North American readers and listeners are likely to catch Anna’s enthusiasm just as quickly.

SPLASH, ANNA HIBISCUS!

From the Anna Hibiscus series

On a family trip to the beach, Anna Hibiscus convinces her extended family to join her, splashing and laughing in the waves.

Like Anna Hibiscus’ Song (2011) and chapter books starring this irrepressible child, this celebrates Anna’s family and her home in “amazing Africa.” This beach trip starts on the front endpapers, where careful readers can pick out the boat that will carry her whole family through the title page and to a beach offshore. There, everyone happily finds things to do—read, braid each other’s hair, bury a cousin in the sand, play soccer, chat with the fishermen, compare smartphones. They’re all too busy to play in the waves with Anna. After being turned down by each group of family members (except for her napping grandparents), Anna goes to play with the waves on her own. Worried child readers (and adults) will quickly be relieved; Anna’s enjoyment of the gentle surf is infectious, and she’s soon surrounded by cousins, parents, aunts and uncles, and even the now wide-awake grandparents. Tobia’s joyous illustrations portray this extended family realistically in digitally colored drawings. Only Anna and her Canadian mother have actual bathing suits; the others happily plunge in in their street clothes. Everyone smiles; Anna is irresistible.

North American readers and listeners are likely to catch Anna’s enthusiasm just as quickly. (Picture book. 3-7)

Pub Date: Sept. 1, 2013

ISBN: 978-1-61067-173-6

Page Count: 32

Publisher: Kane Miller

Review Posted Online: April 10, 2013

Kirkus Reviews Issue: July 15, 2013

Did you like this book?

No Comments Yet

THE GIRL WHO LOVED WILD HORSES

            There are many parallel legends – the seal women, for example, with their strange sad longings – but none is more direct than this American Indian story of a girl who is carried away in a horses’ stampede…to ride thenceforth by the side of a beautiful stallion who leads the wild horses.  The girl had always loved horses, and seemed to understand them “in a special way”; a year after her disappearance her people find her riding beside the stallion, calf in tow, and take her home despite his strong resistance.  But she is unhappy and returns to the stallion; after that, a beautiful mare is seen riding always beside him.  Goble tells the story soberly, allowing it to settle, to find its own level.  The illustrations are in the familiar striking Goble style, but softened out here and there with masses of flowers and foliage – suitable perhaps for the switch in subject matter from war to love, but we miss the spanking clean design of Custer’s Last Battle and The Fetterman Fight.          6-7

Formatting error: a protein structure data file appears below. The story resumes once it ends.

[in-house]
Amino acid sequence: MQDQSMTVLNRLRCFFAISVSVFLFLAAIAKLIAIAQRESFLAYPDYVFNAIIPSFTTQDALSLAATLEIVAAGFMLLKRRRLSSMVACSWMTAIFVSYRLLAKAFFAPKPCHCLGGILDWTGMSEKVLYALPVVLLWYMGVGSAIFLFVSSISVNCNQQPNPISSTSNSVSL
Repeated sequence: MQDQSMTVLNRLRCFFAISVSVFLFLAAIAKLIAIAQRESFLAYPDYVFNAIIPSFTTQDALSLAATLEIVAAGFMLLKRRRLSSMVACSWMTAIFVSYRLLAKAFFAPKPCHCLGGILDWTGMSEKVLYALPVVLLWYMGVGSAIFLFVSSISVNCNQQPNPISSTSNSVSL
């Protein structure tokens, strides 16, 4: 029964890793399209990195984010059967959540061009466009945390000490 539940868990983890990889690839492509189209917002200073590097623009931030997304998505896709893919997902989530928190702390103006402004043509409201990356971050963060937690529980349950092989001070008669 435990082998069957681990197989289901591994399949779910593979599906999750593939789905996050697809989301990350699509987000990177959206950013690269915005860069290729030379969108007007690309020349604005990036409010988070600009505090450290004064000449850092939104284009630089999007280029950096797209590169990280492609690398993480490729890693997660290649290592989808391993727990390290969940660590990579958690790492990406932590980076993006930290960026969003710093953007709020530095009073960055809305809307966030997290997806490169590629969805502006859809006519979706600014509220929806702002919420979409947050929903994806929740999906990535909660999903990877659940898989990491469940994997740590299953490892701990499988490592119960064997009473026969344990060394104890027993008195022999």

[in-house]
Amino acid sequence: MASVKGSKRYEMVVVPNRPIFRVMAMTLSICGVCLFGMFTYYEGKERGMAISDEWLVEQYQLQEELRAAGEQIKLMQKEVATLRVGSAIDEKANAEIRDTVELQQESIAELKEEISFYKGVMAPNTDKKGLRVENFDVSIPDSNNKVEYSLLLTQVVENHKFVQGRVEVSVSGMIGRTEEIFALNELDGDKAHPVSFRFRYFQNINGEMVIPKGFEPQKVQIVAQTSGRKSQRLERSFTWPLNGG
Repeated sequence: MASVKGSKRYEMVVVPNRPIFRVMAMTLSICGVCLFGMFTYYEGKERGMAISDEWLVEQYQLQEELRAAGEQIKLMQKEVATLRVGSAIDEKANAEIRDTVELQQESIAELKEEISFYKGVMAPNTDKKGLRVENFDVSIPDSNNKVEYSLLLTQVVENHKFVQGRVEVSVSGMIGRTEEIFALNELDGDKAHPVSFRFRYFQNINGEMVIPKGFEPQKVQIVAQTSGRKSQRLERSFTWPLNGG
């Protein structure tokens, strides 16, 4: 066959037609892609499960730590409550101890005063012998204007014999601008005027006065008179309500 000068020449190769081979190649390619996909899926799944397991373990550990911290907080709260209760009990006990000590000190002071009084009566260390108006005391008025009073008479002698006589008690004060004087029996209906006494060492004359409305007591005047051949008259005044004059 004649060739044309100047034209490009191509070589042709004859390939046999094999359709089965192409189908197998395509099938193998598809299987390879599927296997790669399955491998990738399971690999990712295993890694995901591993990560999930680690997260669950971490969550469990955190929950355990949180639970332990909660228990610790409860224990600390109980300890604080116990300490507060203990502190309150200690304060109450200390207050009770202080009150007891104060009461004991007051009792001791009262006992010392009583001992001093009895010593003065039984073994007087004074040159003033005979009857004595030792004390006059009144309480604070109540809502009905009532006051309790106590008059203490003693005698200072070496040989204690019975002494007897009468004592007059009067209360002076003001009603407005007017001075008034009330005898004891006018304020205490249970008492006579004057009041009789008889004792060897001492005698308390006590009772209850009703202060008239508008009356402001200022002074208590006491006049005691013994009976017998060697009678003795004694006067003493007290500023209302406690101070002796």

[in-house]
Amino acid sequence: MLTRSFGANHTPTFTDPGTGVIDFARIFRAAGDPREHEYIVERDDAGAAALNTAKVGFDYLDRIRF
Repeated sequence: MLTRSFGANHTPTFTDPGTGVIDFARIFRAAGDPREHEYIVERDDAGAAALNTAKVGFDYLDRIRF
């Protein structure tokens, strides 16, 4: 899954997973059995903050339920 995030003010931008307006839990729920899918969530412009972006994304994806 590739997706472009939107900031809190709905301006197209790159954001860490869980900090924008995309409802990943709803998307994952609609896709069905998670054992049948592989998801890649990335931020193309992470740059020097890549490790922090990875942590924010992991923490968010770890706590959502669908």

Pub Date: Aug. 1, 1978

ISBN: 0689845049

Page Count: -

Publisher: Bradbury

Review Posted Online: April 26, 2012

Kirkus Reviews Issue: Sept. 1, 1978

Did you like this book?

No Comments Yet

Vital messages of self-love for darker-skinned children.

THE NIGHT IS YOURS

On hot summer nights, Amani’s parents permit her to go outside and play in the apartment courtyard, where the breeze is cool and her friends are waiting.

The children jump rope to the sounds of music as it floats through a neighbor’s window, gaze at stars in the night sky, and play hide-and-seek in the moonlight. It is in the moonlight that Amani and her friends are themselves found by the moon, and it illumines the many shades of their skin, which vary from light tan to deep brown. In a world where darkness often evokes ideas of evil or fear, this book is a celebration of things that are dark and beautiful—like a child’s dark skin and the night in which she plays. The lines “Show everyone else how to embrace the night like you. Teach them how to be a night-owning girl like you” are as much an appeal for her to love and appreciate her dark skin as they are the exhortation for Amani to enjoy the night. There is a sense of security that flows throughout this book. The courtyard is safe and homelike. The moon, like an additional parent, seems to be watching the children from the sky. The charming full-bleed illustrations, done in washes of mostly deep blues and greens, make this a wonderful bedtime story.

Vital messages of self-love for darker-skinned children. (Picture book. 3-7)

Pub Date: July 2, 2019

ISBN: 978-0-525-55271-0

Page Count: 32

Publisher: Dial Books

Review Posted Online: March 17, 2019

Kirkus Reviews Issue: April 1, 2019

Did you like this book?

No Comments Yet
more